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USF’s deflating loss at Navy leaves sinking feeling

Junior middle linebacker Auggie Sanchez (43) brings down Navy’s Chris Swain during Saturday’s game. Sanchez set a new career mark in the loss with his team-high 14 tackles. PHOTO PROVIDED BY USF ATHLETICS

Four weeks ago, a performance like this would have been lauded.

A fledgling USF putting forth a Herculean effort in a snake pit like Navy — one of the grittiest and most disciplined programs in all of college football — before falling short would have been fine for some.

Heck, most had already chalked this one up as a loss when the schedule came out, anyway. The competitiveness itself might have even served as a moral victory — a small confidence booster for the final stretch.

But when it all played out in Annapolis, Maryland on Saturday afternoon, you couldn’t help but feel some sort of disappointment deep in the pit of your stomach. Another opportunity to make a resounding, take-a-look-at-us pronouncement slipped right through the cracks.

USF had the Midshipmen right where it wanted them — seven minutes from pulling undoubtedly one of its most surprising upsets in years. Then, the Bulls torpedoed right back down to earth as one youthful blunder after another handed Navy a 29-17 victory.

They simply failed to finish — again. 

“Navy beat us in every phase,” coach Willie Taggart said. “We made some mistakes that we can’t make against a winning and mature football team like Navy.”

The way things started for the Bulls (4-4, 2-2) made you wonder if this was going to be that breakthrough to build on an already impressive three-game winning streak. Rodney Adams spurred it by zipping in and out of defenders on his way to a 97-yard touchdown on the game’s opening kickoff — USF’s first since 2010.

Reality, however, settled in a short time later. 

Despite Auggie Sanchez’s career-best 14 tackles, USF’s defense allowed Navy (6-1, 4-0) to put up 428 rushing yards. Three Midshipmen — Keenan Reynolds, Chris Swain and Dishan Romine — tallied 100-plus-yard rushing performances, a first for the program, which started in 1879.

Untested sophomore kicker Emilio Nadelman missed a pair of critical field goals from 46 and 32 yards, forcing Taggart to reopen the starting competition for the position this week before Saturday’s game at East Carolina.

The rushing attack was unusually quiet, too. With tailback Marlon Mack and quarterback Quinton Flowers still nursing injuries, the Bulls finished with a season-low 62 yards. 

But two of the ugliest — and, perhaps, most disappointing — mistakes by USF occurred within minutes of each other in the fourth quarter. 

Trailing 22-17 after a 1-yard touchdown run by Reynolds with 6:58 remaining, it seemed the Bulls would have one last opportunity to drive down the field for the go-ahead score. It never happened. On the ensuing kickoff, Adams coughed up the ball near midfield and Navy recovered.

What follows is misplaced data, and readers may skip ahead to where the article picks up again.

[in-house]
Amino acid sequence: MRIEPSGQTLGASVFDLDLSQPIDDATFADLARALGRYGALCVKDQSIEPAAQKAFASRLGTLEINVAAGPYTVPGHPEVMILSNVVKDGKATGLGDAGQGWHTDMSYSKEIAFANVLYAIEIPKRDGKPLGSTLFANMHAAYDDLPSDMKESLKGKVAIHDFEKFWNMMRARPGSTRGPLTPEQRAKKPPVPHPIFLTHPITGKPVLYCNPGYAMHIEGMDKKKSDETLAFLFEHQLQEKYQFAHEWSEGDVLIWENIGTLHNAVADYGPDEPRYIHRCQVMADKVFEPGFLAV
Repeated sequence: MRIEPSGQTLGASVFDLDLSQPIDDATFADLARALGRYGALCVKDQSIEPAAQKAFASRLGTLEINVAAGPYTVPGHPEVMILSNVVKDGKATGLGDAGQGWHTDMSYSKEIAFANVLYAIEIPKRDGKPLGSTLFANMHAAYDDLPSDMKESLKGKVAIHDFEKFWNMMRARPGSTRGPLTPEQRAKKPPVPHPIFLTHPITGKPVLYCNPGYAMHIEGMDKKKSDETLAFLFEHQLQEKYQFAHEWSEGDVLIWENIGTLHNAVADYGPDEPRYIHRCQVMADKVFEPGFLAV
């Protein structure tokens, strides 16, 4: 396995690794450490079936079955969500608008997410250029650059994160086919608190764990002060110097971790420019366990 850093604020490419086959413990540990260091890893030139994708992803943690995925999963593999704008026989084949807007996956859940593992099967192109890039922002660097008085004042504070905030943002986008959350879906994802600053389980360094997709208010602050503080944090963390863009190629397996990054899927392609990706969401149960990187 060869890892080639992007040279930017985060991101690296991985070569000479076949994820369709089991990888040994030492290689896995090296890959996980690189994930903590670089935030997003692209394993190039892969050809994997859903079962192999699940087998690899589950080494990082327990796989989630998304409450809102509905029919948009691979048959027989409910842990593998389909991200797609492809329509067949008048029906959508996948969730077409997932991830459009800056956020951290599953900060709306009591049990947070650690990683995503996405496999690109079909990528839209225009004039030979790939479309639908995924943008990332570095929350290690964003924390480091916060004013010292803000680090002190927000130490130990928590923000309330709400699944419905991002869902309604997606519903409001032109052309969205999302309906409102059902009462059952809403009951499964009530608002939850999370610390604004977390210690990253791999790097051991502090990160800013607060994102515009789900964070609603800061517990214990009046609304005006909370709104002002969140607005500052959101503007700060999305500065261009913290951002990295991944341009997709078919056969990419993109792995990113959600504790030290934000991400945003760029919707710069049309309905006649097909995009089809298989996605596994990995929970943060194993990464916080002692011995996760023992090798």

During the Midshipmen’s possession that followed, USF came up with what should have been the stop of the day on third down from the 34-yard line. For whatever reason, junior defensive back Johnny Ward had other plans.

After the play, Ward was whistled for unsportsmanlike conduct after Taggart said he was told Ward hit the ball out of the hands of an official. Instead of forcing Navy to attempt a long field goal and keep it a one-possession game, buoyed by a fresh set of downs, the Midshipmen scored on another 1-yard run by Reynolds to seal it seven plays later.

“That killed us,” Taggart said.

In all likelihood, it also killed USF’s already-slim shot at winning the American Athletic Conference’s Eastern division. With four games remaining, the Bulls are tied with Cincinnati for second place, two games behind Temple for the top spot and must win out to remain in contention.

“We didn’t make the winning plays that we needed to make in that ballgame,” Taggart said. “We were playing turnover-free until the end, but we just didn’t play winning football overall.”

The key now will be whether or not the Bulls let this linger. After all, it’s a youthful group and if the past few seasons are any indication, the final few weeks are the most difficult for this program to complete.

They can’t afford to allow history to repeat itself now. Chalk it up as another learning experience. Take away the few positives that were garnered, make the necessary corrections and move forward to East Carolina. 

If the Bulls let their disappointment stew, the rest of this season will follow the same path of this bitter defeat: 

Right through the cracks.